Helping keep people out of hospital is a crucial step

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Prevention is better than cure, runs the old adage.

And given the parlous state of our local NHS resources, it is one that it would be wise to heed, now more than ever.

Which is why we support the Enhanced Recovery and Support at Home (ERS) trial currently taking place in Hampshire.

The scheme is not entirely about prevention, as it aims to help people who have frequently been admitted to the hospital in the past.

But since the trial began last October, only five of the 139 people it has been helping have needed to be re-admitted to hospital.

Anything that reduces the burden on the overloaded NHS is definitely to be backed.

However, ERS is not intended to replace hospital care.

Nor is this about the so-called nanny state.

In recent months The News has regularly featured stories about the shortage of beds at Queen Alexandra Hospital in Cosham, ambulances backed up because they’re unable to unload their passengers and the repeated black alerts in the A&E department.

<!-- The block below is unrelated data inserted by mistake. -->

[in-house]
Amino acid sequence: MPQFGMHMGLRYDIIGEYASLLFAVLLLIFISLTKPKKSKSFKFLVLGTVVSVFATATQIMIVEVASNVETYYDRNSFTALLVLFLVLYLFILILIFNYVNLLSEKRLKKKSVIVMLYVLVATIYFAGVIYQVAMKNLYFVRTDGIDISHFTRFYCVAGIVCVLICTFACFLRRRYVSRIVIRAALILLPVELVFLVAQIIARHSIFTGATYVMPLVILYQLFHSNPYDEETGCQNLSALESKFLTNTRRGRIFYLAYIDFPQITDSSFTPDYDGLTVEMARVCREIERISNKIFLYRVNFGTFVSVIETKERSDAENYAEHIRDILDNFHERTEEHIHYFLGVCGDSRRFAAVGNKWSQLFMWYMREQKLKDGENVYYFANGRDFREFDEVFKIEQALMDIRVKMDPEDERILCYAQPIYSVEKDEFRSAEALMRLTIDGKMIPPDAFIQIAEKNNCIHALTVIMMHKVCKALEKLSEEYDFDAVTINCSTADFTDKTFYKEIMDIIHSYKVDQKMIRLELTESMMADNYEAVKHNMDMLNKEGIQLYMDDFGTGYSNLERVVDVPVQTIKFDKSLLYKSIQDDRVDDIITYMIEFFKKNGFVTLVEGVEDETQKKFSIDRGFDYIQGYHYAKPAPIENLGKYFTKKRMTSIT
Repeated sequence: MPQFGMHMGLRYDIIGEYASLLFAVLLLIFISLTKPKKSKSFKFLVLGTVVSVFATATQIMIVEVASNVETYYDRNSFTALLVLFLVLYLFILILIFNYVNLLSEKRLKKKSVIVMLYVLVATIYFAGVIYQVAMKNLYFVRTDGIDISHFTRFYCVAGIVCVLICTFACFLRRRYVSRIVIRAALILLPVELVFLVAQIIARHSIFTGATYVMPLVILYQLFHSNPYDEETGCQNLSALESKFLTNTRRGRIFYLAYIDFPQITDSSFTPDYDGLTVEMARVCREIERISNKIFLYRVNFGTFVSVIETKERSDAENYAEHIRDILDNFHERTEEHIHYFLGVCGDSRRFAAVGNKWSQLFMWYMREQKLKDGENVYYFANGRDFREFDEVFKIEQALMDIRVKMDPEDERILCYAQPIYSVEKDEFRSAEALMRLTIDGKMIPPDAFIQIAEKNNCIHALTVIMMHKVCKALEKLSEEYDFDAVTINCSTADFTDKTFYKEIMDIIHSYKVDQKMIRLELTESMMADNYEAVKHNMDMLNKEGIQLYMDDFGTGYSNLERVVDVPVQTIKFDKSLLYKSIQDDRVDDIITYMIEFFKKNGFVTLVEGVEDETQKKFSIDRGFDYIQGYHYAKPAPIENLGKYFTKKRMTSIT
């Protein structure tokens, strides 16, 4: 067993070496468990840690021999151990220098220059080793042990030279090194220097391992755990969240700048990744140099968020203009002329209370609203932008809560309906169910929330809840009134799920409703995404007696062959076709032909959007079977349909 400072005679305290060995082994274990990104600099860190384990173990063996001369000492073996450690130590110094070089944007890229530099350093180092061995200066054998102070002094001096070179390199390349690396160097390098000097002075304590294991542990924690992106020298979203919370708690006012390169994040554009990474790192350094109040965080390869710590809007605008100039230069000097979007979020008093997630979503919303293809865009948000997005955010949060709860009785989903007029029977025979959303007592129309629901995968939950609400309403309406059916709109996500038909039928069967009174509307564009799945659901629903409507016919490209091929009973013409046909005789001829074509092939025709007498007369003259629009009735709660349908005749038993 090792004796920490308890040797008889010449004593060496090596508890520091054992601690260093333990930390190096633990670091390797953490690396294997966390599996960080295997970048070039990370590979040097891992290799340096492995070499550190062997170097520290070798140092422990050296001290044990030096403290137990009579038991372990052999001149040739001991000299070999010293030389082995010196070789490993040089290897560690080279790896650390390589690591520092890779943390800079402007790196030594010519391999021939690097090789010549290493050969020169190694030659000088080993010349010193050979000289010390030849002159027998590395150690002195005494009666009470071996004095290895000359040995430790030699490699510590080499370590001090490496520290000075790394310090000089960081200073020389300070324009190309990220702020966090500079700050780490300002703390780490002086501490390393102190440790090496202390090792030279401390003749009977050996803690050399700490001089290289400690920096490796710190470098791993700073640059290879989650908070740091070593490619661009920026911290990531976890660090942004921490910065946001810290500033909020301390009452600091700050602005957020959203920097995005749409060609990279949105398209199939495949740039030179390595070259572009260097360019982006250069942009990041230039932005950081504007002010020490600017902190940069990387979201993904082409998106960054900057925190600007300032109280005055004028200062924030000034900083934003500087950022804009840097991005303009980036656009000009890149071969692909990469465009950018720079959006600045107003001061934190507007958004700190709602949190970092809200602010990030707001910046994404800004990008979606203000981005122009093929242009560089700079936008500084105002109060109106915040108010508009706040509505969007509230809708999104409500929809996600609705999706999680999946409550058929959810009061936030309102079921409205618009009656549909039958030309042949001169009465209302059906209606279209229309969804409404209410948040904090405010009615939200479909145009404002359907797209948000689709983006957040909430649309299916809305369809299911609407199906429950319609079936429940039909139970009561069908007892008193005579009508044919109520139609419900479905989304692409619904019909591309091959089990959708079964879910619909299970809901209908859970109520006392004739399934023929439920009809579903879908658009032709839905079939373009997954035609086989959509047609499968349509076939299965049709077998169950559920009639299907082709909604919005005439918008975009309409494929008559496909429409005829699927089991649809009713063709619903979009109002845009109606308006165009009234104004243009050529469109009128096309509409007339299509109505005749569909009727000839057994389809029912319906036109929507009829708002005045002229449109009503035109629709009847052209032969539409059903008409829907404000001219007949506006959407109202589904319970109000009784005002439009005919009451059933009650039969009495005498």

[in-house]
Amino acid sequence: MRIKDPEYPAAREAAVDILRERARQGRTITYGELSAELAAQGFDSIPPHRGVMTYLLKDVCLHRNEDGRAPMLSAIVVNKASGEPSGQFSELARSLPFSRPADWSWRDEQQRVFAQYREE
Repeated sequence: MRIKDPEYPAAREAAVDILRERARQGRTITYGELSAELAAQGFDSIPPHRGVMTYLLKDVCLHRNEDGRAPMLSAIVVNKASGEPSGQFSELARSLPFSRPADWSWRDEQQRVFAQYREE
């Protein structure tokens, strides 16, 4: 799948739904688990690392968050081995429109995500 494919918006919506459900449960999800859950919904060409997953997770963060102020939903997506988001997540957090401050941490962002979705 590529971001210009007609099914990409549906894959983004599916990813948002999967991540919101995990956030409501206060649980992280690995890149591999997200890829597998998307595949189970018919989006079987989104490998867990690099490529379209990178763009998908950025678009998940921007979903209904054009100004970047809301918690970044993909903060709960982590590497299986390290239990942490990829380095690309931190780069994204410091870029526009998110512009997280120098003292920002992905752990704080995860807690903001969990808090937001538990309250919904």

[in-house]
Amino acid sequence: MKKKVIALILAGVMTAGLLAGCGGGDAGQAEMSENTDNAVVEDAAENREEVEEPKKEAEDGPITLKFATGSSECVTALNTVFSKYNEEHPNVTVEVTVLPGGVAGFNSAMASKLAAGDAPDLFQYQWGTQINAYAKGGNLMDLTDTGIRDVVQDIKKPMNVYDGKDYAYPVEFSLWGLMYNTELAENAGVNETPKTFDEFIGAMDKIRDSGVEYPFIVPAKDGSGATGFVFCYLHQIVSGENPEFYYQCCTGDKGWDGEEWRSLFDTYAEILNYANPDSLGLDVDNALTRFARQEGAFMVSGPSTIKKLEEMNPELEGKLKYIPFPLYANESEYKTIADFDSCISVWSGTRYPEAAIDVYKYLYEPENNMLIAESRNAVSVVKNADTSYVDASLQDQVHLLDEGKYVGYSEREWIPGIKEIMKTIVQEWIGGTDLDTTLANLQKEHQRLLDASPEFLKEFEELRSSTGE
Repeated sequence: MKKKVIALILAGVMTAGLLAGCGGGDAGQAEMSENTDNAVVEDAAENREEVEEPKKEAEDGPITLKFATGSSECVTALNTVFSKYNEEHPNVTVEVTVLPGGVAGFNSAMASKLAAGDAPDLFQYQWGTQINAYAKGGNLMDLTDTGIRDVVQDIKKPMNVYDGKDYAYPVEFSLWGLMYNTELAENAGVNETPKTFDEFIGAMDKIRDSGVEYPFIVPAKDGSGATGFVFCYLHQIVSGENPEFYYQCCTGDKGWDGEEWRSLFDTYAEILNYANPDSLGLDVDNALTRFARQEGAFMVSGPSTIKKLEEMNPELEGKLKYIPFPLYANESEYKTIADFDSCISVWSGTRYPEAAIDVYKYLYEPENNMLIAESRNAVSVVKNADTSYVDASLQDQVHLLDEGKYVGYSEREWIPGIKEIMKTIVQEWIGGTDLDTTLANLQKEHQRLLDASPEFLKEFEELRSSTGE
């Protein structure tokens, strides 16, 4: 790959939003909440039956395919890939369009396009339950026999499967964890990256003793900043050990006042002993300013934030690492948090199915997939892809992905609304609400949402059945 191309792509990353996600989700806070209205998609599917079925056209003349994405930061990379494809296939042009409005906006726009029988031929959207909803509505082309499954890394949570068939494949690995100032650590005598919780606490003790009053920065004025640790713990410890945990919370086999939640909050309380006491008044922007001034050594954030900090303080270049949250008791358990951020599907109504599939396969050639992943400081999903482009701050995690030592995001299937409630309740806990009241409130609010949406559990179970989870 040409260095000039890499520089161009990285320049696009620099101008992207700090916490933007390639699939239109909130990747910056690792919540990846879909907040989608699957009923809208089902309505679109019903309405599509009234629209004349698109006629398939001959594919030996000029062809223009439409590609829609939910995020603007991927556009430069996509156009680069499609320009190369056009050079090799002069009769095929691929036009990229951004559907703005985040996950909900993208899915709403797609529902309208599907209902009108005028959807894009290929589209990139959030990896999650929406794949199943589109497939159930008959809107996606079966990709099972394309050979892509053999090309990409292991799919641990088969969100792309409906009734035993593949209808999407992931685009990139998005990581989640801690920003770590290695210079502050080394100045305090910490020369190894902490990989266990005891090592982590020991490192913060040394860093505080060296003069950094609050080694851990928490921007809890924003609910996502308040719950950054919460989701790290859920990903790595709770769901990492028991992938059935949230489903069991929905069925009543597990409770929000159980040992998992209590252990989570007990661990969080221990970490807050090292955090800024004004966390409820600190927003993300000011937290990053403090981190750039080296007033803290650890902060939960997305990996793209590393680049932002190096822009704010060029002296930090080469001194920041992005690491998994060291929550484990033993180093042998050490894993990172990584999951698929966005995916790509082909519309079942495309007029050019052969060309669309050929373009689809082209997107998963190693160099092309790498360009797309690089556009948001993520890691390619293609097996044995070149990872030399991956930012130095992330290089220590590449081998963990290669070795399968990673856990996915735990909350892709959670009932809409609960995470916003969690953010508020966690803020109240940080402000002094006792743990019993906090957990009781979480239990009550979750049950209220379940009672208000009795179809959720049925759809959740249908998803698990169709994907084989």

So it strikes us as an entirely commonsense move that will ultimately save time, money and free up those vital resources.

The ERS programme is not just about money though. Ultimately this is about the physical and mental wellbeing of the patients.

Staff operate to three main principles: recovery, reablement and rehabilitation.

Sometimes the simplest of tasks can help keep the frail and the elderly out of hospital.

And these are not necessarily medical tasks – things such as making sure the individual is getting regular meals, making them a cup of tea, or tidying up their home.

The scheme has cost £700,000 to set up and run, but it is expected to end in March when that cash runs out.

The hope is that more funding can be found to keep it going.

Yes, hospital entries do soar in the winter, but it would be a real shame for the positive work that is being done here to unravel because the money could not be found to sustain it.

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